Wednesday 27 June 2018


The word gizzit isn't in my dictionary and I'll be surprised if it's in yours. Does that mean it isn't a real word? Not in my opinion. I reckon if it has meaning to the person who uses it, and at least some of the audience, then it's a real word.

A gizzit is a freebie, usually given out for promotional or marketing reasons. The word is a shortened form of 'give us it' which I suppose is the reaction those who're offering them want. Not A Drop To Drink is a freebie, and I hope people want to download a copy.

My friend Susan Jones made these key rings and fridge magnets for me, to help me promote my books (see here if you'd like her to make you some). Aren't they nice? Actually they may be a bit too nice to use as gizzits, so I'll have to think of other ways to use them. Susan suggested attaching a keyring to any bags I use, so it will always be on display. Any good suggestions for other ways to use these, and where to display the fridge magnets?

Now you know what a gizzit is (or maybe you knew already) do you agree with me that it's a real word?

Wednesday 20 June 2018


Obviously air is the mix of gasses we breathe and which birds, planes and balloons fly in. It can also refer to our manner or behaviour e.g. at times Patsy has the air of a romantic writer (I believe it's the pink scarf and celtic clip, which do it) and we can put on airs and graces, in the hope of making an impression.

To air the laundry is to warm it (usually done inside, not out in the fresh air). We can open windows to air a room, or open our lungs (or tap away madly on social media) to air a grievance. Melodious music can also be referred to as an air.

My latest short story collection is In The Garden Air. I've dedicated it to my late grandparents, all of whom were very keen gardeners who encouraged me to develop that same passion. I'm lucky in that the three of them lived long enough to see me create gardens of my own (sadly I never knew the fourth).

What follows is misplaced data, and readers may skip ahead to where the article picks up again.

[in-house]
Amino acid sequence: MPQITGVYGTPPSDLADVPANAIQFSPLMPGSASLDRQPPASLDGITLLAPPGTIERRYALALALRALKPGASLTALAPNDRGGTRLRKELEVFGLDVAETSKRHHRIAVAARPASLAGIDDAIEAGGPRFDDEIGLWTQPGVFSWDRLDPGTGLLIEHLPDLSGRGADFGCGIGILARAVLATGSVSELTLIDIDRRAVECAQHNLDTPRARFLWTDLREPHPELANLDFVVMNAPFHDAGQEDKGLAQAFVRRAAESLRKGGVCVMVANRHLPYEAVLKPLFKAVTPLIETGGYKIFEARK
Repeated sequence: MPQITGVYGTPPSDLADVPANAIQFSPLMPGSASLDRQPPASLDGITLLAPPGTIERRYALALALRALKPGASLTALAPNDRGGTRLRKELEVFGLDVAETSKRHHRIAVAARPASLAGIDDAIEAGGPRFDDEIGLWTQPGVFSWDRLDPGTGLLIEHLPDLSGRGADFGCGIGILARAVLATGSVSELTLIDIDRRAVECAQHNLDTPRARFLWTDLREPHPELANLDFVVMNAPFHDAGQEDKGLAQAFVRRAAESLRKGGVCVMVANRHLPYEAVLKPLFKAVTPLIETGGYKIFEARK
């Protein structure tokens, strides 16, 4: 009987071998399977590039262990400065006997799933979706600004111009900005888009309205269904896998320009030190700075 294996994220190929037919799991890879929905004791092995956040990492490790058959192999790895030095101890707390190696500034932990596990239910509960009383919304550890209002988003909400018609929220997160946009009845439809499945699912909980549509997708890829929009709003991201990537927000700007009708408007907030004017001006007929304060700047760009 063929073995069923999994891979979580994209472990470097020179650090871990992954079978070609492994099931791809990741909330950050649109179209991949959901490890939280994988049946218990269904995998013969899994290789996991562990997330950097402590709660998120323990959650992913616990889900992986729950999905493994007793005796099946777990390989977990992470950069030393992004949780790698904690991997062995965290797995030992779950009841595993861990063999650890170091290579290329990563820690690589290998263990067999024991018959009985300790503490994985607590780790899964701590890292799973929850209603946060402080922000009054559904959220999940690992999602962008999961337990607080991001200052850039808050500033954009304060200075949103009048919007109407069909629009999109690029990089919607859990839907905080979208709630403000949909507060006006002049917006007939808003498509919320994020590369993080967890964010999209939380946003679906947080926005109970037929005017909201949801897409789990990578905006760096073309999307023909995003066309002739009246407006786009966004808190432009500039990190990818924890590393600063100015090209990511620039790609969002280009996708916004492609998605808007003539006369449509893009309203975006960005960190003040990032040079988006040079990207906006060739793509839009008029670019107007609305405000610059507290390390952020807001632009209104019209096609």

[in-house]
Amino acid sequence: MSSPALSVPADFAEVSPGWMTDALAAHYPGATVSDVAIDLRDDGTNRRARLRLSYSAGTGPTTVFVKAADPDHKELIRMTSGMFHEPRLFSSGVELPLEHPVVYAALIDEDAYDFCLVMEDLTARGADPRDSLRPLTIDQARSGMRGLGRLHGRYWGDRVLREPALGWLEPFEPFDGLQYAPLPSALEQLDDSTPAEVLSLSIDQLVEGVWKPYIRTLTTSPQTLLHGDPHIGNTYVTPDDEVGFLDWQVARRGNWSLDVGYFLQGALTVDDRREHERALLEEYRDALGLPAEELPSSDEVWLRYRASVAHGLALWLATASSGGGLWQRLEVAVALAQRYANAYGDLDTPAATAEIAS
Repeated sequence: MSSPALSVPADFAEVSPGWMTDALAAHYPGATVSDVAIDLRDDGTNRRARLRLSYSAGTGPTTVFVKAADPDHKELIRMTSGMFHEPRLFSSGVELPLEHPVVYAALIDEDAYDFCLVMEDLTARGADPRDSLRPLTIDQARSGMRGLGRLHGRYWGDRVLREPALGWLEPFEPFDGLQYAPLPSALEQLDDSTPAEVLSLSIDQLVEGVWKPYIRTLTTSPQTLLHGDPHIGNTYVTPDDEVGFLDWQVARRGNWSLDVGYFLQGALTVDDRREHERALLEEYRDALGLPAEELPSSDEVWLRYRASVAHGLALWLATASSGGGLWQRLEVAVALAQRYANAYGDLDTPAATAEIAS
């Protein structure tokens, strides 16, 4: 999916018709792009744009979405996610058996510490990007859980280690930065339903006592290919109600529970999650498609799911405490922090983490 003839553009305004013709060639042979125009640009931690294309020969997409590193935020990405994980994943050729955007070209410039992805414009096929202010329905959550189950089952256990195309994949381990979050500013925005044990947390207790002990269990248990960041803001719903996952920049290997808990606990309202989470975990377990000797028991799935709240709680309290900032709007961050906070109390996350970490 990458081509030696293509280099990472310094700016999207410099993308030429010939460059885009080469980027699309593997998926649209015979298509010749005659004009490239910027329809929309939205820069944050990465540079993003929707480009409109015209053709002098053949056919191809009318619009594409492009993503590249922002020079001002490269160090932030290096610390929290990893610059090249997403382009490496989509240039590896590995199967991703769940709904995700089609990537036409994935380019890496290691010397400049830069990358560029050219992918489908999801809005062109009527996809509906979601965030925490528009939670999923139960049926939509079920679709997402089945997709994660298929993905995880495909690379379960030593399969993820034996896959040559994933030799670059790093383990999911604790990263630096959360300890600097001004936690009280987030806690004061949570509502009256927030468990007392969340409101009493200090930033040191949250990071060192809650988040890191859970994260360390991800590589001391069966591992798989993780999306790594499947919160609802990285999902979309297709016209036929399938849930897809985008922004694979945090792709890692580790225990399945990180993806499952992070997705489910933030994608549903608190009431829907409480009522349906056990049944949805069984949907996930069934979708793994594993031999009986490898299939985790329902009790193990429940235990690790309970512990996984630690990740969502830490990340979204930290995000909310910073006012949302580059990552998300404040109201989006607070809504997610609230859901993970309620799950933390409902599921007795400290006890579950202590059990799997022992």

My current garden contains plants raised from seeds, cuttings and divisions which were once in their gardens. Whenever I'm in the garden, it feels a little as though in some way they're still with me – my memories of them really are in the garden air.

Granny and Grandma were both great readers. They'd have been delighted to hold books I'd written, and thrilled to see my stories in the magazines they read, so I know they'd have been pleased to see their names in the front of In The Garden Air, which is the fourth of my plant and garden themed collections and contains 24 stories.


Wednesday 13 June 2018


A nugget is a lump of gold, or other precious substance, as found in the earth. It can also mean anything else which is valuable for its size, particularly something abstract such as a useful nugget of information.

As I lack both lumps of gold and the skill to photograph abstract concepts, here's a picture of Hev-Ock. She may be small, but I treasure her. My oldest (yet still incredibly youthful) friend gave her to me for luck and since then she's been a little nugget of inspiration.

Wednesday 6 June 2018


It's summer – and there are plenty of distractions from writing. I mean the definitions of 'something that distracts; an interuption' and a relaxation from work, amusement. Those are good forms of distraction and for me involve being out in the garden, or away in the camper van.
 Being distracted is often associated with a loss of concentration on the job in hand. Another, far less pleasant, meaning of distraction is confusion, perplexity – even a frenzy of madness. For example, trying to promote my latest book of short stories drives me to distraction

If I was suffering in either of those ways, I'd definitely be needing the help of the Insecure Writer's Support Group, who'd no doubt reassure me that I'm not alone in often being distracted and probably offer advice on overcoming the issue. They're good like that!
For a writer, being considered distracting is an excellent thing. We want to make the reader forget the reality around them and immerse themselves in the worlds our words create. I've had readers tell me they've been so distracted by my novels that they've missed their stop on a train, let the dinner burn or continued reading long after they'd planned to stop.

I'm sorry about the spoiled food and hope they weren't late for anything fun, but otherwise very pleased by such comments.

If you've written a really distracting unpublished novel, and live in the UK then you might like to enter it in this competition and be in with the chance of winning £30,000. Gosh, just planning what to spend that cash on could keep me distracted for hours!